As they embark upon their exceptional 88th Season one of the key goals of the Saginaw Bay Symphony Orchestra centers upon the process of re-engaging their audience by expanding the scope of their programming, along with its presentation, by reaching for the Cosmos in terms of sculpting their season to literally connect and integrate both our aural musical sensibilities with our visual.
With the content of their 88th Season built around the theme of A Journey Through Time & Space, on Saturday, October 7th, Maestro & Conductor Fouad Fakhouri and the SBSO are poised to take audiences upon a memorable sonic journey into outer and inner space from the launch pad of Saginaw’s Temple Theatre as they journey through the cosmos in a space-themed concert featuring John Williams Close Encounters of the Third Kind, Nielsen’s Helios Overture, Rouse’s Phaethon, and Holst’s ground-breaking and memorable symphonic suite, The Planets, which will be performed simultaneously with synchronized overhead projections comprised of actual visual footage from NASA.
Garnering over two decades of international credits as a conductor and composer, Fakhouri is deeply committed to actively engaging audiences through powerful artistic experiences, and this upcoming performance is an exemplary testament to his vision.
Known for his musical accuracy and intensity, Maestro Fouad has thread together broad, dynamic, and powerful interpretations of these works that strive to go beyond the score in order to capture both the essence and spirit of the music.
“With this upcoming season we wanted to do something very special, so we designed it like never before,” he explains “Typically, we’ll have five subscription concerts and two will be large ones, along with a Holiday Pops show and a couple smaller concerts; but this season I am proud to say every single concert is a BIG concert. Each one features a big orchestra, great guest artists, or opens the prism on the lens to new ideas. We’re trying this new model for the first time this year and hope it is successful, because we are committed to providing our audiences with an exceptional and memorable evening with each performance.”
When threading together an ambitious series of this nature, it helps if the audience has a knowledge of context and an understanding of the historical & musical significance of each work, which Fakhouri is eager to share.
“When thinking about how do we best take our audiences on a journey outside of this world, I wanted to begin with composer John Williams and his work in the film Close Encounters of the Third Kind, because he uses things in that score that are both unique to him and music in general, mixing different notes and finding this eerie sound that is both distant yet familiar.”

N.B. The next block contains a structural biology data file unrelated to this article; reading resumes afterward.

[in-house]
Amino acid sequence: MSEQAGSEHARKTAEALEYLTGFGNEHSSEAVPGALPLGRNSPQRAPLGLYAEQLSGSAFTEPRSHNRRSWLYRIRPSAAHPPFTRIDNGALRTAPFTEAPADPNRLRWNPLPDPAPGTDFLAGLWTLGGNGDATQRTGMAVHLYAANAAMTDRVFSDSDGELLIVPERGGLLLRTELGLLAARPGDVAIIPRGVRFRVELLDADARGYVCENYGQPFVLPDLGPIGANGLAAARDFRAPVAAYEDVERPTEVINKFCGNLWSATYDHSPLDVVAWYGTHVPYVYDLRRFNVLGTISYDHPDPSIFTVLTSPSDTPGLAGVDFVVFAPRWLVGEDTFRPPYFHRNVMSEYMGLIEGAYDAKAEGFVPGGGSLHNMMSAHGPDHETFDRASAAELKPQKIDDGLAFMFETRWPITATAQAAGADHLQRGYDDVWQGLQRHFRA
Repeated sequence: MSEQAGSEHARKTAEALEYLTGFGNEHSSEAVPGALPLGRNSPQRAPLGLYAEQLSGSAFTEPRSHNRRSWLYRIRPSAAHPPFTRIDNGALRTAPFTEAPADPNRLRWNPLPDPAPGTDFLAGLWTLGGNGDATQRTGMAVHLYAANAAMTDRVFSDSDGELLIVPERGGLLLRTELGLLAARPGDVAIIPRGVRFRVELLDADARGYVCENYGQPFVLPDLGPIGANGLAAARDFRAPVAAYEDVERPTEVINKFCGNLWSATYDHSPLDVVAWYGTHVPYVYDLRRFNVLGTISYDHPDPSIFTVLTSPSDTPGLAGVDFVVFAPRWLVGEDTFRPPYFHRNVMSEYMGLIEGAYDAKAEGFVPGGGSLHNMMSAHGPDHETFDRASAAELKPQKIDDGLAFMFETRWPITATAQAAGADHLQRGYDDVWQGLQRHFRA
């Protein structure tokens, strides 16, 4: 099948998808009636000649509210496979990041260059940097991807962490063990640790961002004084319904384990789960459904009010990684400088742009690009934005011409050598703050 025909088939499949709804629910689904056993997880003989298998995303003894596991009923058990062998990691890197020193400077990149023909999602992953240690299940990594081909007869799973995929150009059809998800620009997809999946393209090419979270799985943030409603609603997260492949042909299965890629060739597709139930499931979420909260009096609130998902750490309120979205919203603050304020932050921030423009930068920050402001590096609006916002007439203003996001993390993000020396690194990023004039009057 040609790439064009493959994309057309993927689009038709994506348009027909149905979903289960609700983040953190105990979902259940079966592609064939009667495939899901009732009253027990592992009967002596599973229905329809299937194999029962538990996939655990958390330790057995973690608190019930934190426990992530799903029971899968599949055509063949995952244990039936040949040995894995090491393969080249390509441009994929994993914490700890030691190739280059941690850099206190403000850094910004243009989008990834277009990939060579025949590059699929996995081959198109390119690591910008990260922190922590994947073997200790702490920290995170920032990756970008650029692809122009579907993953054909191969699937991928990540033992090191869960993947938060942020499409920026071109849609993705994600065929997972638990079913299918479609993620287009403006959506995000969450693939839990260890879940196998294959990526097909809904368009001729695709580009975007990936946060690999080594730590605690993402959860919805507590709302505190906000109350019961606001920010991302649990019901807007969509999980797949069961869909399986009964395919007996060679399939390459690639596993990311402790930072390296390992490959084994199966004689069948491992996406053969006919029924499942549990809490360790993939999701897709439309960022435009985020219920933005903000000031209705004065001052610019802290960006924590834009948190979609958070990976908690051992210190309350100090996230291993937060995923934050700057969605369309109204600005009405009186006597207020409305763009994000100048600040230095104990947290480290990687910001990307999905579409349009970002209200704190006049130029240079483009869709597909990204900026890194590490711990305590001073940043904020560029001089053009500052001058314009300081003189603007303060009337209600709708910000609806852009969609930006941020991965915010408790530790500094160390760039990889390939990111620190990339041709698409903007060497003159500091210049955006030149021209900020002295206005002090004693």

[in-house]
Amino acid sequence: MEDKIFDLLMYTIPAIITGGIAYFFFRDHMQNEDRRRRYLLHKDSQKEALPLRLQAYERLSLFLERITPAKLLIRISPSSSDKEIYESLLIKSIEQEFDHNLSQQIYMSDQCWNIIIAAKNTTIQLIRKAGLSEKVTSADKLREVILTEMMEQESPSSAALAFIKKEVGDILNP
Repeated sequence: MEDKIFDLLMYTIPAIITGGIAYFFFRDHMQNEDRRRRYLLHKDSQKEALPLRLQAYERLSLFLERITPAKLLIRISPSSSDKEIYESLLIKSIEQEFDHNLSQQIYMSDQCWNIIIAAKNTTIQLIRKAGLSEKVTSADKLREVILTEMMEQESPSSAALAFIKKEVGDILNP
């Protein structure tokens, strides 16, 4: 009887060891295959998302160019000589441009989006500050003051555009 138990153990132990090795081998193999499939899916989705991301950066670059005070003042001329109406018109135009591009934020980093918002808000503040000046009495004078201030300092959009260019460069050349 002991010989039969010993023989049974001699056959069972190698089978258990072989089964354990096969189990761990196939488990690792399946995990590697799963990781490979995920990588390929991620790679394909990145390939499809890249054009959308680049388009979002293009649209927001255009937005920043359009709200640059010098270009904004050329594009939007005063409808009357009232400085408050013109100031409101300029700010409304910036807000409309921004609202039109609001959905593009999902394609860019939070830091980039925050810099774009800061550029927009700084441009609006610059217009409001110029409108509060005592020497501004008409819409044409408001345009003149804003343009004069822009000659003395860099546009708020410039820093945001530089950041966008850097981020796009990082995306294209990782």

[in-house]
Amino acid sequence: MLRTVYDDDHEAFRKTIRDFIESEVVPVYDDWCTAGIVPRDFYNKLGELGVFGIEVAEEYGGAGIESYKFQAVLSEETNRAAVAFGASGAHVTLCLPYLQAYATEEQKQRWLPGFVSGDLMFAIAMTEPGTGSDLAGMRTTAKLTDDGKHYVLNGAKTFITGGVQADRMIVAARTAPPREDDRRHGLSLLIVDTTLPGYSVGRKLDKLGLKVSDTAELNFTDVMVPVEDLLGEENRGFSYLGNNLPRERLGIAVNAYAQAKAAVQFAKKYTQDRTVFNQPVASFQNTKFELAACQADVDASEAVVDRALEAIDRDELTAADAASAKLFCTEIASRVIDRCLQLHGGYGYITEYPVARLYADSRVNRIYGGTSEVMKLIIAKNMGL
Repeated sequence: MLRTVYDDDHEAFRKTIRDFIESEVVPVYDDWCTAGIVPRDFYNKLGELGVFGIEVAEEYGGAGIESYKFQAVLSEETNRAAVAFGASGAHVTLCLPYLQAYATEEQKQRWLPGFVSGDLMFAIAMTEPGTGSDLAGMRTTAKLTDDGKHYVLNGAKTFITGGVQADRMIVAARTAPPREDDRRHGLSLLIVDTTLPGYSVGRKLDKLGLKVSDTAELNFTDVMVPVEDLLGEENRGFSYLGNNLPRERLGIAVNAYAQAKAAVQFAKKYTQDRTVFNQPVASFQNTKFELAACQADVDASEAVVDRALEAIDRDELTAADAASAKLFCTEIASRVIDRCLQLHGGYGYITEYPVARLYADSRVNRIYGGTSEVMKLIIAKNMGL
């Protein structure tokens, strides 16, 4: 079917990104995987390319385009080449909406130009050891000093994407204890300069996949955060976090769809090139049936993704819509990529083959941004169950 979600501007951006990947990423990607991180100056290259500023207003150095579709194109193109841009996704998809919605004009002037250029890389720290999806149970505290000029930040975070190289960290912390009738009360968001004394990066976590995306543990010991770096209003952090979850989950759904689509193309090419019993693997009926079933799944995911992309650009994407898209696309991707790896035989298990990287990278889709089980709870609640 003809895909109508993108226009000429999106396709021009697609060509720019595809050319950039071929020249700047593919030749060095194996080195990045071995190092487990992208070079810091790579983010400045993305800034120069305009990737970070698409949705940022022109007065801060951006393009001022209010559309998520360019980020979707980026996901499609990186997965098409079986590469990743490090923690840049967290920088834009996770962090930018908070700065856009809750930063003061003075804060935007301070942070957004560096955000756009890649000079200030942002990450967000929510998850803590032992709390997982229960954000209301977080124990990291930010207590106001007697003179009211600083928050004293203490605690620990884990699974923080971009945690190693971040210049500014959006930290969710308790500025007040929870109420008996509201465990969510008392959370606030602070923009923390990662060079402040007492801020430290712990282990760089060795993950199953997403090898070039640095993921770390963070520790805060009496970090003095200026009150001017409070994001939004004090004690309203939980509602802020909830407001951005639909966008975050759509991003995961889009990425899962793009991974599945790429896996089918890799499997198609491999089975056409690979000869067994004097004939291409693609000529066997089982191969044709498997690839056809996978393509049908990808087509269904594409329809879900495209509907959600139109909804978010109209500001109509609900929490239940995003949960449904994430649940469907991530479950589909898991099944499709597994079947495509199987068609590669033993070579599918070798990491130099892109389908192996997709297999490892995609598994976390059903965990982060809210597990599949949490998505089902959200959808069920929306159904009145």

“Another reason I wanted to program Close Encounters is that while I could have programmed anything Williams has written such as the Theme from Star Wars, you can see and hear the links between what Williams writes about space to the foundation Holst laid out in The Planets, which remains true of that piece for anything written since for cinema and movies.”
“The next two pieces, Rouse’s Phaeton and Nielsen’s Helios Overture, are not necessarily connected but work together in an interesting manner,” he continues. “Rouse is a contemporary American composer who passed away about four or five years ago and wrote this piece Phaeton in the 1980s, which he composed right around the time of the space craft Challenger’s accidental explosion.”
“Meanwhile, in Greek mythology Phaeton was the son of Helios, the Sun God, who wanted to take Helios’ chariot around the earth, but Helios told his son not to ride it because he could not control it and only Helios could properly handle these airborne horses on this journey around the earth. Phaeton decides to take the chariot anyway, and almost gets burned by the sun before he gets cold and creates havoc as he re-enters earth. Finally, his father throws a fire bolt at the chariot and kills his son and stops all of this chaos, explains Fakhouri. “What’s also interesting is how Rouse’s piece was written 80-years after Nielsen’s, yet both carry this thematic continuity.”
With these three works setting the tone for the centerpiece performance as the audience embarks upon the marvels of Gustav Holst’s The Planets, there are many details behind this work important for audiences to absorb for maximizing one’s appreciation of this ground-breaking work.